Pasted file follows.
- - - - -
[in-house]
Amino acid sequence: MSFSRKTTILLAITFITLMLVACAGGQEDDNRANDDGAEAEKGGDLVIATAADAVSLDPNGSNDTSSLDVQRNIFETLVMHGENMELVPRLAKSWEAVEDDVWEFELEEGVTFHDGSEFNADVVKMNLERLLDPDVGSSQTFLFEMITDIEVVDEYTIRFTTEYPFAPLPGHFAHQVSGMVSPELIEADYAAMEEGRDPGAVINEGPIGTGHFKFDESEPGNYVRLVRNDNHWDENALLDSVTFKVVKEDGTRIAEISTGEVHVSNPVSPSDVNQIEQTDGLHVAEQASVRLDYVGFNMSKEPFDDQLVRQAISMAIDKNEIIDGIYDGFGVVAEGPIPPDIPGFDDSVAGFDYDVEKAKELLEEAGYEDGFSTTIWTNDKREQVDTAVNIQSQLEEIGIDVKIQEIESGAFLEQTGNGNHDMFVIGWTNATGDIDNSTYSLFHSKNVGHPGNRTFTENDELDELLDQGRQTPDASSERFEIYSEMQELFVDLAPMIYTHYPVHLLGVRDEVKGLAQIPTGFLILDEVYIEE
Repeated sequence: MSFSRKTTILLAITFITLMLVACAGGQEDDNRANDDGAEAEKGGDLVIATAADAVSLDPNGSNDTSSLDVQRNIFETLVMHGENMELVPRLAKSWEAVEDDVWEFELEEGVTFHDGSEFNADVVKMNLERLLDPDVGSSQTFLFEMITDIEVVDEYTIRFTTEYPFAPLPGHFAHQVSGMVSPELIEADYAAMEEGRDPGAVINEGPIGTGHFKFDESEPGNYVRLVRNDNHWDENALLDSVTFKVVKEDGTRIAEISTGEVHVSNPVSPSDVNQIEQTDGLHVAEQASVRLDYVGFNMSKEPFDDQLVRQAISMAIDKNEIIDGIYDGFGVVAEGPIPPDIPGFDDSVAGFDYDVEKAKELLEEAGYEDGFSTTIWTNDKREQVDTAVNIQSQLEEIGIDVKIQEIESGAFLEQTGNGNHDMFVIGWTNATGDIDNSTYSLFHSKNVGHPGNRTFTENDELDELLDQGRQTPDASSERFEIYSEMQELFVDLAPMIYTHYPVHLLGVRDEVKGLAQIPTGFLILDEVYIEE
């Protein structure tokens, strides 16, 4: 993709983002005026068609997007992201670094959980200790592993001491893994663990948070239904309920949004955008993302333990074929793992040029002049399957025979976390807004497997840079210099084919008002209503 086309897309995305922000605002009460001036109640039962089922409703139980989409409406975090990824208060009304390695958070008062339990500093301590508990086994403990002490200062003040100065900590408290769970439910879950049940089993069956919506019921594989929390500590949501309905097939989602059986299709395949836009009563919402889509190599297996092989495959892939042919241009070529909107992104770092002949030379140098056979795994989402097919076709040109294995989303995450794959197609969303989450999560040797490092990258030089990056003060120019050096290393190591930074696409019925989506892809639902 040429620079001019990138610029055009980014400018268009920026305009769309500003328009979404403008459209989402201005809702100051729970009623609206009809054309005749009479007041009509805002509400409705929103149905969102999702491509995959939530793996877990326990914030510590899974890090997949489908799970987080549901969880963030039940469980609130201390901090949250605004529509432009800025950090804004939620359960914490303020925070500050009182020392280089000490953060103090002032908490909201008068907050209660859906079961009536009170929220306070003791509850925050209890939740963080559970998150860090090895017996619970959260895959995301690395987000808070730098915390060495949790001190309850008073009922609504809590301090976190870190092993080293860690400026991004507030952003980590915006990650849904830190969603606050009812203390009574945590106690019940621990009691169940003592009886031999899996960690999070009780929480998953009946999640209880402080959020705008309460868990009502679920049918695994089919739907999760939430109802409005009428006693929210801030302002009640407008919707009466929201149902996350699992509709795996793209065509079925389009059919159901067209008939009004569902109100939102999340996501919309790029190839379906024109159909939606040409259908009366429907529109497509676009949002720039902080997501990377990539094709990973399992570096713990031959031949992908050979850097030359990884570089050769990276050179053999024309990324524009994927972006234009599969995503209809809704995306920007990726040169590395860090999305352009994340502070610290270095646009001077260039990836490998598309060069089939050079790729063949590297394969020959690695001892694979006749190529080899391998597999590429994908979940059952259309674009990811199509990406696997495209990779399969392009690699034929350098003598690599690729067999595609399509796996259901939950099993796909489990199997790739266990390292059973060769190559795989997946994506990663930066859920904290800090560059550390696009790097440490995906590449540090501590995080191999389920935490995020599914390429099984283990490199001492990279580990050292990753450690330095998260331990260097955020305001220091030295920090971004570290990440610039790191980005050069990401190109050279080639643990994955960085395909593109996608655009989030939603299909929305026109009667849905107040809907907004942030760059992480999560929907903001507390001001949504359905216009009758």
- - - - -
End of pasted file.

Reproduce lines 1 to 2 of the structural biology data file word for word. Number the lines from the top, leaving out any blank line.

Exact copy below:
[in-house]
Amino acid sequence: MSFSRKTTILLAITFITLMLVACAGGQEDDNRANDDGAEAEKGGDLVIATAADAVSLDPNGSNDTSSLDVQRNIFETLVMHGENMELVPRLAKSWEAVEDDVWEFELEEGVTFHDGSEFNADVVKMNLERLLDPDVGSSQTFLFEMITDIEVVDEYTIRFTTEYPFAPLPGHFAHQVSGMVSPELIEADYAAMEEGRDPGAVINEGPIGTGHFKFDESEPGNYVRLVRNDNHWDENALLDSVTFKVVKEDGTRIAEISTGEVHVSNPVSPSDVNQIEQTDGLHVAEQASVRLDYVGFNMSKEPFDDQLVRQAISMAIDKNEIIDGIYDGFGVVAEGPIPPDIPGFDDSVAGFDYDVEKAKELLEEAGYEDGFSTTIWTNDKREQVDTAVNIQSQLEEIGIDVKIQEIESGAFLEQTGNGNHDMFVIGWTNATGDIDNSTYSLFHSKNVGHPGNRTFTENDELDELLDQGRQTPDASSERFEIYSEMQELFVDLAPMIYTHYPVHLLGVRDEVKGLAQIPTGFLILDEVYIEE